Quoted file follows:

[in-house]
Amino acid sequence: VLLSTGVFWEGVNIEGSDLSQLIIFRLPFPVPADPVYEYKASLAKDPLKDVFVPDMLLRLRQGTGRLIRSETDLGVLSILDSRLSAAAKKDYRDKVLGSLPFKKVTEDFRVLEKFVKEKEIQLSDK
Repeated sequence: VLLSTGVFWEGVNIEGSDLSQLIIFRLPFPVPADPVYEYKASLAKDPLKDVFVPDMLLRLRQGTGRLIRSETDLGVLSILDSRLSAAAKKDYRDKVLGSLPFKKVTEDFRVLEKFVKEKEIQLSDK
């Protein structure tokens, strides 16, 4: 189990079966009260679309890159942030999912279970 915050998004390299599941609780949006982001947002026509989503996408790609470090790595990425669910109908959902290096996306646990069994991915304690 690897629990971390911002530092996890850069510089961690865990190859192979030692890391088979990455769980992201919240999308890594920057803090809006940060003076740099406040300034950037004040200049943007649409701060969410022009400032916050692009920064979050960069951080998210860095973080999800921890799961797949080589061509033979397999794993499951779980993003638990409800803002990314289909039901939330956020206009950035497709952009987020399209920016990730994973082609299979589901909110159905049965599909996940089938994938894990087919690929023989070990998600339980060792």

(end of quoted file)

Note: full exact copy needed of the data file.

[in-house]
Amino acid sequence: VLLSTGVFWEGVNIEGSDLSQLIIFRLPFPVPADPVYEYKASLAKDPLKDVFVPDMLLRLRQGTGRLIRSETDLGVLSILDSRLSAAAKKDYRDKVLGSLPFKKVTEDFRVLEKFVKEKEIQLSDK
Repeated sequence: VLLSTGVFWEGVNIEGSDLSQLIIFRLPFPVPADPVYEYKASLAKDPLKDVFVPDMLLRLRQGTGRLIRSETDLGVLSILDSRLSAAAKKDYRDKVLGSLPFKKVTEDFRVLEKFVKEKEIQLSDK
């Protein structure tokens, strides 16, 4: 189990079966009260679309890159942030999912279970 915050998004390299599941609780949006982001947002026509989503996408790609470090790595990425669910109908959902290096996306646990069994991915304690 690897629990971390911002530092996890850069510089961690865990190859192979030692890391088979990455769980992201919240999308890594920057803090809006940060003076740099406040300034950037004040200049943007649409701060969410022009400032916050692009920064979050960069951080998210860095973080999800921890799961797949080589061509033979397999794993499951779980993003638990409800803002990314289909039901939330956020206009950035497709952009987020399209920016990730994973082609299979589901909110159905049965599909996940089938994938894990087919690929023989070990998600339980060792």